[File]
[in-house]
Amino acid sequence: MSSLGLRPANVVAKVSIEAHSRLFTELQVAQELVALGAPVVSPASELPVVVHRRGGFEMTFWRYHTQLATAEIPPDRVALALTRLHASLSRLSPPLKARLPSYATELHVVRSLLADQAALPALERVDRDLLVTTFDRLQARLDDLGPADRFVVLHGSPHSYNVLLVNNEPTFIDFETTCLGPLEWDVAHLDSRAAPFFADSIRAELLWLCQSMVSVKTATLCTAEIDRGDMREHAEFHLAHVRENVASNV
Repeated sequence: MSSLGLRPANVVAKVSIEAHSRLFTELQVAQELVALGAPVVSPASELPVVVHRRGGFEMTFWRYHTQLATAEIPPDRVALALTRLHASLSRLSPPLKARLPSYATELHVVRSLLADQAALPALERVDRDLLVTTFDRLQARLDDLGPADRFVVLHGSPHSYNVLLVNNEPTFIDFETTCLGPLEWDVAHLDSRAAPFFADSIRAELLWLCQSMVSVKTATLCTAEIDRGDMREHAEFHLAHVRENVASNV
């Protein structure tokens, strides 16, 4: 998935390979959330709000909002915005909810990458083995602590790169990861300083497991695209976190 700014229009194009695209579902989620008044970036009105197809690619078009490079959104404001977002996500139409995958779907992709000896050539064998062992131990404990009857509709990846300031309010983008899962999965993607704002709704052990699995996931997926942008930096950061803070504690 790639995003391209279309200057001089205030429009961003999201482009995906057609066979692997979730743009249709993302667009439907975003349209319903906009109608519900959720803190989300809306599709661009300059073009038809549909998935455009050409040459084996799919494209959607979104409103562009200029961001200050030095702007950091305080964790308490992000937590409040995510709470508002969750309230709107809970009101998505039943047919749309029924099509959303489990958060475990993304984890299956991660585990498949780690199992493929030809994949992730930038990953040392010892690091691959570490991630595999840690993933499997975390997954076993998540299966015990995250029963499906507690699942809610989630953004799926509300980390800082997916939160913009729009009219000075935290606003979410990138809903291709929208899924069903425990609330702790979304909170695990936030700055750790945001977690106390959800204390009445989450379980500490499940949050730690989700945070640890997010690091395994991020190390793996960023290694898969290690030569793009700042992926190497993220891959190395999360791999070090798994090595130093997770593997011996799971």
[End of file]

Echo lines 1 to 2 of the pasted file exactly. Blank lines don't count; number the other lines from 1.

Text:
[in-house]
Amino acid sequence: MSSLGLRPANVVAKVSIEAHSRLFTELQVAQELVALGAPVVSPASELPVVVHRRGGFEMTFWRYHTQLATAEIPPDRVALALTRLHASLSRLSPPLKARLPSYATELHVVRSLLADQAALPALERVDRDLLVTTFDRLQARLDDLGPADRFVVLHGSPHSYNVLLVNNEPTFIDFETTCLGPLEWDVAHLDSRAAPFFADSIRAELLWLCQSMVSVKTATLCTAEIDRGDMREHAEFHLAHVRENVASNV